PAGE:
Resurrected Living
"What are you going to do with your new resurrected life? This is the heroic question." Richard Rohr

A Crisis of Leadership

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Churches across America are experiencing decreasing numbers. Often external factors like cultural influences are blamed for the decline in church membership. Certainly, the times they are a-changing, but placing all the blame on others without looking at ourselves is not a way to move forward. In fact, in certain cases, we are the first to blame. There are various reasons why a congregation might experience a decline. One main reason is a crisis of leadership. Where there is toxic or unhealthy leadership, people flee. They will also not stick around if there is a lack of leadership. Before we point fingers at the culture or other outside influences for the drop in attendance, we should consider leadership and other internal factors. Here are four questions we can ask to determine whether the leadership at a congregation is functioning properly.

Are you neglecting the only person who has been trained for ministry leadership?

Elders are to lead the church, but so are ministers. In Titus 1:5, Titus was charged with appointing elders. Ministers and elders are both leadership roles in a local congregation. They have different functions, but they are both called to lead. Ministers and elders should both be included in developing a vision for the congregation. Often, the minister is the only one who has had extensive training in church leadership. This does not mean the minister should make all the decisions, but it does mean he should be an important voice at the table. At the same time, the minister must submit himself to the eldership. He is a leader under their guidance.

Are leadership meetings energizing or something people dread?

I was once at a congregation where everyone dreaded attending leadership meetings. One of the main reasons was because there was an individual with a toxic personality who picked a fight at every meeting. People grew weary and it wasn’t long before some of our best leaders stopped attending meetings altogether. Dysfunctional leadership meetings will have a negative effect on the congregation. On the other hand, if leadership meetings go well, then this will positively influence the congregation. Infighting among leaders will destroy a church, but mutual Christian love for one another among the leadership will energize and encourage a congregation.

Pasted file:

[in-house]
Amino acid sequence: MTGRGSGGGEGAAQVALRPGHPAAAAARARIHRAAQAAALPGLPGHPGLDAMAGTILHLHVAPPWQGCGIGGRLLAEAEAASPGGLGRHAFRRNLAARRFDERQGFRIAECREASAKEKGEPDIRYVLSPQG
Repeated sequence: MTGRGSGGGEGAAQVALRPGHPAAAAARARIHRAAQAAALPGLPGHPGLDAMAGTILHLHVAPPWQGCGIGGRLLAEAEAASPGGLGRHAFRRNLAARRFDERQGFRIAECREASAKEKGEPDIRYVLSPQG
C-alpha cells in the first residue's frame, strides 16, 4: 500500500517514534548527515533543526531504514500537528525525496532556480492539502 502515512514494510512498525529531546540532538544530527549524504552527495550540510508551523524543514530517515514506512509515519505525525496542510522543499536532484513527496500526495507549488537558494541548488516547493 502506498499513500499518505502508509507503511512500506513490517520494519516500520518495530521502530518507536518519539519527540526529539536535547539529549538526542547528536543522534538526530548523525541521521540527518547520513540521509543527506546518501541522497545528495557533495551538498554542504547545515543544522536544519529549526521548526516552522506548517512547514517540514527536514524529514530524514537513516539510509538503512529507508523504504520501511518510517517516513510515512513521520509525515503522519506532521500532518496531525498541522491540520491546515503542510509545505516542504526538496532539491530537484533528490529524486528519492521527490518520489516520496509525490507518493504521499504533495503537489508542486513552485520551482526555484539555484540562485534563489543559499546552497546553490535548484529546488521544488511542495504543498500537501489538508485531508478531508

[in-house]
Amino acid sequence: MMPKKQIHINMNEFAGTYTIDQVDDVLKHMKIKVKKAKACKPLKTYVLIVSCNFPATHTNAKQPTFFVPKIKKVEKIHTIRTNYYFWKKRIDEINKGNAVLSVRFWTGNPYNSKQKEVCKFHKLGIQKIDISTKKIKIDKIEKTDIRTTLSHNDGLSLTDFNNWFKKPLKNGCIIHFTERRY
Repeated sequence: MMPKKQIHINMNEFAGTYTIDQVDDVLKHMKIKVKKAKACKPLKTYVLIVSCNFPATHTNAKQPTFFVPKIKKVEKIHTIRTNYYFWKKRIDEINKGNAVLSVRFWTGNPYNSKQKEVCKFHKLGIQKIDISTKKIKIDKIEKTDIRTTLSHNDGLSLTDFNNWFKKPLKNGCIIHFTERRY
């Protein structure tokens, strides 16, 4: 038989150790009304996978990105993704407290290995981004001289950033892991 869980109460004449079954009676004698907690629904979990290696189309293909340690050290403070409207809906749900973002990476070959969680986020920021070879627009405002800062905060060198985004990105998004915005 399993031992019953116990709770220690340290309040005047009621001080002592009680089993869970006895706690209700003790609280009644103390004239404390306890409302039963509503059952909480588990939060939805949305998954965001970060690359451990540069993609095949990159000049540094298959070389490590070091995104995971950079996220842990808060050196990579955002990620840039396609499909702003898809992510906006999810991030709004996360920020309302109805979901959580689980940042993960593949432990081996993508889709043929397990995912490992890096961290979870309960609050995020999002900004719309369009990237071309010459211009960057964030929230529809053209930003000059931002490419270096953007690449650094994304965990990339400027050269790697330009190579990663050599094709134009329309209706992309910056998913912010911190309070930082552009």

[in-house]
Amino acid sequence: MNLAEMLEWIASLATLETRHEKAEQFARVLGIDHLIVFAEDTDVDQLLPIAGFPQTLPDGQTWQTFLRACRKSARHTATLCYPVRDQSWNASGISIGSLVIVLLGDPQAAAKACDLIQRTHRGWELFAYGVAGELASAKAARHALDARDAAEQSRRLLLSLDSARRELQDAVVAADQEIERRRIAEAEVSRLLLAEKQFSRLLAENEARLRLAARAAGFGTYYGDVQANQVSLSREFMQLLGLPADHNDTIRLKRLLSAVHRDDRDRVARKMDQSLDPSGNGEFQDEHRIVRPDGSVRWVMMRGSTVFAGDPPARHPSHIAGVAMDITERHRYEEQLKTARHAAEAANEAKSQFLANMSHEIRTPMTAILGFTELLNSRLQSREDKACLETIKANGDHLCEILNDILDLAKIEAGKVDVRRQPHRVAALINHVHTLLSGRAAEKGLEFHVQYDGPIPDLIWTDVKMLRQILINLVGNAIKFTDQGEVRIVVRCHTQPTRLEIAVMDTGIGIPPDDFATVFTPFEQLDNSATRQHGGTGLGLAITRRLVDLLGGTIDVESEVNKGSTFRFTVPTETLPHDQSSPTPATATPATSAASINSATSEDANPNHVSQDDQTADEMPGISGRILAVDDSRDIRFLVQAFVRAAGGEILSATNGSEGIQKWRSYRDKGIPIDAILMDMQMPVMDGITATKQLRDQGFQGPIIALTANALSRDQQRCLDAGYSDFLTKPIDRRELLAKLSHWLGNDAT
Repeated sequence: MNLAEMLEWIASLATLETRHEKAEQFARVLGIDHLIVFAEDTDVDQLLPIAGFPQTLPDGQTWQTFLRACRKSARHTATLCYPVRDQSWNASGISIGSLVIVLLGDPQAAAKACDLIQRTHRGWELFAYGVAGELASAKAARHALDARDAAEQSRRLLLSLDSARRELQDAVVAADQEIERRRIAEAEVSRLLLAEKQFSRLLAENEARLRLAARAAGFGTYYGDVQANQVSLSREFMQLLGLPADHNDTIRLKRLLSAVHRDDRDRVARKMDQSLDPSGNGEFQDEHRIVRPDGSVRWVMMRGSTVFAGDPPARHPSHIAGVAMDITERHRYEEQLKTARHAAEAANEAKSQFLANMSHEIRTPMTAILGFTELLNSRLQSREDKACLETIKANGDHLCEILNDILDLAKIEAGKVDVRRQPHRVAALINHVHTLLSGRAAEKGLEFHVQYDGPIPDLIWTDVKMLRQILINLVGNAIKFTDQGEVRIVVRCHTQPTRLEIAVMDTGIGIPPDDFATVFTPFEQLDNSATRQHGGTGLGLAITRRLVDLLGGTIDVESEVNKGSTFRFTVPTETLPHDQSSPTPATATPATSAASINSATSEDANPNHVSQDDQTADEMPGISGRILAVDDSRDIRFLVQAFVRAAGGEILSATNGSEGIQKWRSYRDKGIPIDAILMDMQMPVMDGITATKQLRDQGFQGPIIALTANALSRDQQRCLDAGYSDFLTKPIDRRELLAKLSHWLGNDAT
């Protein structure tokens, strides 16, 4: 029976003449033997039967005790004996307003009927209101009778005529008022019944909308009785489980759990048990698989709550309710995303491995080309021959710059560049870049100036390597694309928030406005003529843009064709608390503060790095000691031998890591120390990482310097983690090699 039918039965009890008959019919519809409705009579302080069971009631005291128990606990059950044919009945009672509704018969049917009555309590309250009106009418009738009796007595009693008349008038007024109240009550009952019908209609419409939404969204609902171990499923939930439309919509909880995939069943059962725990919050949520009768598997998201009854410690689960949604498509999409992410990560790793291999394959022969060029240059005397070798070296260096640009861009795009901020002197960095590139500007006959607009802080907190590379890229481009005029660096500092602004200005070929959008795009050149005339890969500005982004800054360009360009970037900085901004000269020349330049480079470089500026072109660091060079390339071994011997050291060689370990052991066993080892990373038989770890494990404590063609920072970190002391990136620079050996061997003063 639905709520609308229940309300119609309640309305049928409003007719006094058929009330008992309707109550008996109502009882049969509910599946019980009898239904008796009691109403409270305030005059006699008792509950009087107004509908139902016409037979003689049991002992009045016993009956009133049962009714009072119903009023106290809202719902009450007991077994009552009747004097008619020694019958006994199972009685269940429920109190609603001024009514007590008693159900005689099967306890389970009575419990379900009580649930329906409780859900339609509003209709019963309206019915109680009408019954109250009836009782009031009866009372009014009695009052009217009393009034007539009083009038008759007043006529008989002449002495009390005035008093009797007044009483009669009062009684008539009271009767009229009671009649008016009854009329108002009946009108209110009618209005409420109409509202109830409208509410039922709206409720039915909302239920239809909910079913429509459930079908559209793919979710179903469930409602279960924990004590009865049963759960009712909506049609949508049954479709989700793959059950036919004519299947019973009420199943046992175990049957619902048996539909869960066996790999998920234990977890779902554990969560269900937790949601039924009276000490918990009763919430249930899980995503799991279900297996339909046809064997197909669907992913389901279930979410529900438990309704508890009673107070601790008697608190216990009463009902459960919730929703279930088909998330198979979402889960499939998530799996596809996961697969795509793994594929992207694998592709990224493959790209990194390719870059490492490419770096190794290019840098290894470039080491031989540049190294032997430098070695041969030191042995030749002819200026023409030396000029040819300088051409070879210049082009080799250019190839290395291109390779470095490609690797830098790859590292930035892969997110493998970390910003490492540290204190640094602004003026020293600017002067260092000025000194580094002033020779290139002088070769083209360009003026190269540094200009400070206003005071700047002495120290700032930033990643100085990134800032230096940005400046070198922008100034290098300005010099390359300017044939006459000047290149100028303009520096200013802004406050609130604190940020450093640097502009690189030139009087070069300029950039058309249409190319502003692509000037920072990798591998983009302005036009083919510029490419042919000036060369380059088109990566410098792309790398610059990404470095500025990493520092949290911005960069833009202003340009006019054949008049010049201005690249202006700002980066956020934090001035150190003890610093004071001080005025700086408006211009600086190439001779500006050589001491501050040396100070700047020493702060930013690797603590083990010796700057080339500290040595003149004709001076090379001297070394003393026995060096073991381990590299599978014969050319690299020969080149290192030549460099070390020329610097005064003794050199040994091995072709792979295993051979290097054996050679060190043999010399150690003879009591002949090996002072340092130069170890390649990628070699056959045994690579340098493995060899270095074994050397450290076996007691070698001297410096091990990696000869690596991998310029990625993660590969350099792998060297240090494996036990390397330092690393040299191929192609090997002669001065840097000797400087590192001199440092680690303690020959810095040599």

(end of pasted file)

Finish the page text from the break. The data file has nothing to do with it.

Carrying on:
Is there a clear vision for where you are heading or is everyone satisfied with the status quo?

The purpose of being led is that you are going somewhere. No one wants to be led in circles. Every congregation needs a vision for where they are going and a plan for how to get there. Too often, leaders are content with doing nothing. They don’t want to grow. They don’t want to change. They want things to stay just as they are. They then are surprised when numbers begin to decline. People can sense when there is no vision or plan in place. Most people are content with being led as long as they know there is a vision.

Are leaders encouraged to learn and grow?

Stagnation will slowly kill a congregation. We are all to continue to grow in our faith and this begins with leadership. A church with a leadership that refuses to learn and grow is a dying church. Ministers need time off for continuing education. Elders should look for opportunities to attend seminars or look for other opportunities to learn. Every seminar, class, lectureship, workshop, etc. that a leader attends will bless the congregation. A leader does not attend these events solely for his own good, but he attends them for the good of all the members he has been charged with leading.

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